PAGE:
Sam gazes back, patient. He can feel his own heart beating inside his chest. They're right up against the line, here, both of them, and she's engaged and she's his rookie and he respects the hell out of her, truly, but she's a good cop and a smart girl and Sam doesn't think for one second that she doesn't pull this shit with him on purpose. He doesn't think for one second she doesn't know.
"Why?" she says again.
"You know why."
Sam shakes his head, and he's so angry and he doesn't even know at who. "This is high school shit, McNally. Come on. I'm not doing this with you."
Sam shrugs. The skinny strap of her tank top is slipping down her arm and he hooks it with one finger, hesitates for a second because he honestly can't decide what direction to pull it. McNally has gone very, very still. He's looking down at her shoulder and her shirt and the place where the edge of her bra meets her skin, and when he glances up her wet mouth is right there and he thinks he's surprised at the enthusiasm with which he hates everyone and everything in the GTA.
The radio crackles to life in a burst of static. Sam laughs.
"That's why," he tells her roughly, and slams the car back into drive.
Rookie Blue, Sam/Jo, Summer 2011
He takes off around twelve-thirty, sandy-eyed and aching, blood still caked under the nails of his thumbs. He looks in on McNally before he hits the road.
“You need anything?” he asks, hovering in the doorway, machines beeping shrilly like tiny electric shocks. Sam really, really hates hospitals. They give him the creeps. “You hungry?”
McNally looks up and blinks for a second, like she forgot anybody was here. She’s crying again--or still, he guesses. She looks about thirteen years old. “No,” she says, after a minute. “No, I’m okay.”
She’s full of shit, but what’s he going to say to that? In the end he just nods and lets her be.
He’s almost to the truck when somebody calls his name, the hollow click of boots on the pavement behind him. Sam stops and turns around.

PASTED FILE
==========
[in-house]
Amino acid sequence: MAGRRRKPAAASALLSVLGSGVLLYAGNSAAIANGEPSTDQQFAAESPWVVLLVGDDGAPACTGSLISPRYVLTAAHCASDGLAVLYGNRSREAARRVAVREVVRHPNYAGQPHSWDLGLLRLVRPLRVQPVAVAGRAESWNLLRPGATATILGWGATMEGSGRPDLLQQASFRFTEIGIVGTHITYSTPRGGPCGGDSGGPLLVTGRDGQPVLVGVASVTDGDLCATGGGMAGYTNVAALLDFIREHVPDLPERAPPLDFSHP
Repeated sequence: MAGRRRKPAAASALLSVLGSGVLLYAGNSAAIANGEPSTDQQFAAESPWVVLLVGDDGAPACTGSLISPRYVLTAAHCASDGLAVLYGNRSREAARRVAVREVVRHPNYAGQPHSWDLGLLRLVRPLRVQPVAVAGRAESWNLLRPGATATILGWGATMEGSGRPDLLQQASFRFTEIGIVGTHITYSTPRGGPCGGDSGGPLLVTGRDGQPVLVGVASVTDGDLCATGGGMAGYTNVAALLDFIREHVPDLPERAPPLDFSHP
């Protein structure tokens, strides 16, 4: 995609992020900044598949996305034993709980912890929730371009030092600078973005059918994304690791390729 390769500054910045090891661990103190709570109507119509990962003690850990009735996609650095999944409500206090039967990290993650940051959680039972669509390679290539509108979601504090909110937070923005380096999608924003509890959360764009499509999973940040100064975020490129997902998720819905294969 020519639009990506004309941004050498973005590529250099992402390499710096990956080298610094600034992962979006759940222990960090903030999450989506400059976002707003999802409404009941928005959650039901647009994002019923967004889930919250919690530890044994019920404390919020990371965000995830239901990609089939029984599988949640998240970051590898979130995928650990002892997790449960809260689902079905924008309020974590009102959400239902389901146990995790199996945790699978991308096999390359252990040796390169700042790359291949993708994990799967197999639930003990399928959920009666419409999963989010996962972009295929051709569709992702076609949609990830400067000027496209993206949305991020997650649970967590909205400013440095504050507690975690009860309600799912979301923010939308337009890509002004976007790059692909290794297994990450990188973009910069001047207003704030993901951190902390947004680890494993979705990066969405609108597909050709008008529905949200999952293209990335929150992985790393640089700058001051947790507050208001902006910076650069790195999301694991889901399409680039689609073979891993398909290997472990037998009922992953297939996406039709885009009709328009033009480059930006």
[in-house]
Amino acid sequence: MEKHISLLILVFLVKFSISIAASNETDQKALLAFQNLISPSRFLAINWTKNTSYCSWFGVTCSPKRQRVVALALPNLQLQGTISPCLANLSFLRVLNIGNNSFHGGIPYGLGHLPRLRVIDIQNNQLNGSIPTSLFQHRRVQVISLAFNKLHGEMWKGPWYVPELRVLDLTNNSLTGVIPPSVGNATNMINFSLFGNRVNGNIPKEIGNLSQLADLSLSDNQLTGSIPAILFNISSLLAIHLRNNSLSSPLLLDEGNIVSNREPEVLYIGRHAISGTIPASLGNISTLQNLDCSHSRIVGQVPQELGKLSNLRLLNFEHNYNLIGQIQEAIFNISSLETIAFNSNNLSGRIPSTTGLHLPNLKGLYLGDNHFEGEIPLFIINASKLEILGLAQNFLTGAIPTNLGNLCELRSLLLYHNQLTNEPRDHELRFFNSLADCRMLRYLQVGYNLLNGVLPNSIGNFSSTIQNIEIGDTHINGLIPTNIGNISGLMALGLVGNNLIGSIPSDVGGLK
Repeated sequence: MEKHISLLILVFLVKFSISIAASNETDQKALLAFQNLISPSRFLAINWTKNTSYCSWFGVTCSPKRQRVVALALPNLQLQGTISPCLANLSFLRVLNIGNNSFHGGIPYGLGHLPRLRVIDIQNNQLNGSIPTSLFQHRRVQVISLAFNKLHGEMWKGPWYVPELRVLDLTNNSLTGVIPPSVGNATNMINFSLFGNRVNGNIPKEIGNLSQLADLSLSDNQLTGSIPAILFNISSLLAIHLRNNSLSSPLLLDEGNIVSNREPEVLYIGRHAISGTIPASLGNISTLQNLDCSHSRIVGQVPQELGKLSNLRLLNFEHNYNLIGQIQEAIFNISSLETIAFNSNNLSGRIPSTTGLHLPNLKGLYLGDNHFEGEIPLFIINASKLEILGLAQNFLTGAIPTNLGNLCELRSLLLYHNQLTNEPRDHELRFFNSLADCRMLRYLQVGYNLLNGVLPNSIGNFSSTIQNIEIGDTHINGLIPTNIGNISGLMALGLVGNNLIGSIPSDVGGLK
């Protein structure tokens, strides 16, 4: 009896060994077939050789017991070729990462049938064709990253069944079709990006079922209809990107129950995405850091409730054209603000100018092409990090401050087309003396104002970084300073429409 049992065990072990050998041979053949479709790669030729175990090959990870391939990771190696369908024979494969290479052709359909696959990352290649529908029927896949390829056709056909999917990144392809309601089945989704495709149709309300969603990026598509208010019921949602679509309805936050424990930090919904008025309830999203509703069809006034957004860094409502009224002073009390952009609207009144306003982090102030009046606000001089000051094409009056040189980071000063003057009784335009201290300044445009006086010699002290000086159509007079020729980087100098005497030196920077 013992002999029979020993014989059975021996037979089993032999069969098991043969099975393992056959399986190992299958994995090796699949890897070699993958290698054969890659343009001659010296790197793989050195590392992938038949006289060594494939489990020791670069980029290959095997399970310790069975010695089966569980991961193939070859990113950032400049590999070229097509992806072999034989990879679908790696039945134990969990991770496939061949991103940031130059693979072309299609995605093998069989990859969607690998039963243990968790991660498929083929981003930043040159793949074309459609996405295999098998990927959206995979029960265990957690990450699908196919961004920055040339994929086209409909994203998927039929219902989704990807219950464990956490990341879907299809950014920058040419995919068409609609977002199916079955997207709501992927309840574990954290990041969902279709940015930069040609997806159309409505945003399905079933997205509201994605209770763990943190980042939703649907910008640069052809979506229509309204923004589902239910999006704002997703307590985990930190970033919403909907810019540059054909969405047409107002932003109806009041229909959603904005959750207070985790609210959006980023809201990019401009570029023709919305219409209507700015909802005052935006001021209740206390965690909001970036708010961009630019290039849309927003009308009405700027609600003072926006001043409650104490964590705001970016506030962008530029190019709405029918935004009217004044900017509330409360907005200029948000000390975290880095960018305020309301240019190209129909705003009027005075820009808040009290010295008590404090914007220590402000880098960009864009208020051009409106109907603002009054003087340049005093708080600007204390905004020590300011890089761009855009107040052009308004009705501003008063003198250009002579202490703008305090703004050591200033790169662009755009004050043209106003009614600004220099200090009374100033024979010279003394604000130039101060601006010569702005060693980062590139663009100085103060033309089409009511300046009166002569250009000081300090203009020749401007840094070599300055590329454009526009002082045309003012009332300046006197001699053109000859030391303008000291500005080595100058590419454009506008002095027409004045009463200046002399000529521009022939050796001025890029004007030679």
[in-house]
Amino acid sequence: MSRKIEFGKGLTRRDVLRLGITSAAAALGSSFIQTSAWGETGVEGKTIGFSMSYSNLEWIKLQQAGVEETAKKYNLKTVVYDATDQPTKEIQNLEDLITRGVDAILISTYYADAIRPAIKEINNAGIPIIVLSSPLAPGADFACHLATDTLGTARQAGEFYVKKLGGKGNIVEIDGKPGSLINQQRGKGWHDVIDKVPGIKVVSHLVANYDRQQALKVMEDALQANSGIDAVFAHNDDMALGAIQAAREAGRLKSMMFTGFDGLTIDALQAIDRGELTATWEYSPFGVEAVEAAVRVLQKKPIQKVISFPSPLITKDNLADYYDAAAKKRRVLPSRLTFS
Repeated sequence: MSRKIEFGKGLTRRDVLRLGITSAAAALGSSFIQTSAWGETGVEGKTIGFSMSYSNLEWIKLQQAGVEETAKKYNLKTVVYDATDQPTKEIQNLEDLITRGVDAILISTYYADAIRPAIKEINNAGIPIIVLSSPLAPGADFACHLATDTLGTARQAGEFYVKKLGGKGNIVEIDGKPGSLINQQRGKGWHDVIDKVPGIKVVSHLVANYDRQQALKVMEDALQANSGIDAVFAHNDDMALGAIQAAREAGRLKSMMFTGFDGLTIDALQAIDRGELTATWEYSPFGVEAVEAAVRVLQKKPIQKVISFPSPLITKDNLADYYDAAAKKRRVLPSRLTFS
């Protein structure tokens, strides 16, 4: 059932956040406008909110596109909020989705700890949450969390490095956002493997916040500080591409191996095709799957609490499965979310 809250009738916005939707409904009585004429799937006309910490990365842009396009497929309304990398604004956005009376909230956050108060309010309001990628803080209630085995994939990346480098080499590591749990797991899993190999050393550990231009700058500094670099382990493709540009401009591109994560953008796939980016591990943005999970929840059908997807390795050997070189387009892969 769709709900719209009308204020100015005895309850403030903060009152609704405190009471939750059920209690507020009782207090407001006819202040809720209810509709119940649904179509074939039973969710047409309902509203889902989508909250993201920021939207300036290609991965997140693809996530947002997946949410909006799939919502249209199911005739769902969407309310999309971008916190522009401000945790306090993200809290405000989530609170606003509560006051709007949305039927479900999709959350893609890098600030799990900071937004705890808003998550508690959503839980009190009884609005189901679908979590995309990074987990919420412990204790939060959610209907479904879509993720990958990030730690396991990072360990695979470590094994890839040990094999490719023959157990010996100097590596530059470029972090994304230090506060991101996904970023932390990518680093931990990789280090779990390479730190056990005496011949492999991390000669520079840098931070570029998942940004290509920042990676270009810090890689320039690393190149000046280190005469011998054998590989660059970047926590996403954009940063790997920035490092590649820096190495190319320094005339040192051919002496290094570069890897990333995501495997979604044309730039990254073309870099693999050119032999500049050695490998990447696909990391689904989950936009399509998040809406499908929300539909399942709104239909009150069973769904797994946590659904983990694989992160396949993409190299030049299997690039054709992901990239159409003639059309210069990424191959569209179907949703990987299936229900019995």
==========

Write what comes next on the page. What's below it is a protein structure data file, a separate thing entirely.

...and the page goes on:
“Swarek,” Jo says again, across the parking lot. The blue hospital lights cast haunted patterns in her hair. “You wanna get a drink?”
Sam feels his eyebrows go up, startled. That is...a really terrible idea. He gazes at her for a minute, blonde head cocked to the side like a challenge. She looks like maybe she got shot, too.
“Yeah,” Sam hears himself tell her. “Yeah, okay.”
So, for those of you playing along at home. That’s how it happens.
“This is fucked up,” she mutters later, standing barefoot in his gutted house and yanking his undershirt out of his pants. “This is totally fucked up, right?”
“Oh yeah?” Sam asks, playing dumb, grinning. “Why’s that?”
Jo looks at him and laughs.
The Good Wife, Will/Alicia, Winter 2010
Ladies and gentlemen of the jury, this is the truth: they never slept together at Georgetown.
Well, that’s not entirely accurate (the truth is a slippery bastard, any lawyer worth her hourly can tell you that). They slept together all the time: nursing hangovers on the futon in her apartment and for twenty minutes at a stretch in the library before finals, the beep on his digital watch startling them awake. Those bizarre few weeks in the spring of their second year when he crashed in her bed more often then not, limbs sprawled all over the mattress like he was making some claim without actually making it, the smell of his skin on her sheets.
They never had sex.
Allow her to rephrase.
The Good Wife, Will/Alicia, Fall 2010
She’s been working at Lockhart Gardner for a month or so when he takes her to meet with a client at Crest Hill. It’s dark when they leave to drive back to the city, late fall, the air with that cold damp bite in it, and they blow a tire on some back road before the highway. They bounce around for a second, skidding a little, and right away his arm does that thing where it goes out to brace her. Alicia gasps.
“Shit,” Will says when they come to a stop on the side of the road, no particular temper to it at all. Mostly he’s just looking at her like he’s kind of concerned. “You okay?”
“Yeah, I’m fine,” she says (though her heart is pounding a little and she doesn’t know if it’s the shock of the motion or the way he reached out and grabbed her—it’s just that he’s been so courteous with her until now, so carefully respectful, like she’s got a six-inch forcefield of propriety around her everywhere she goes). “You?”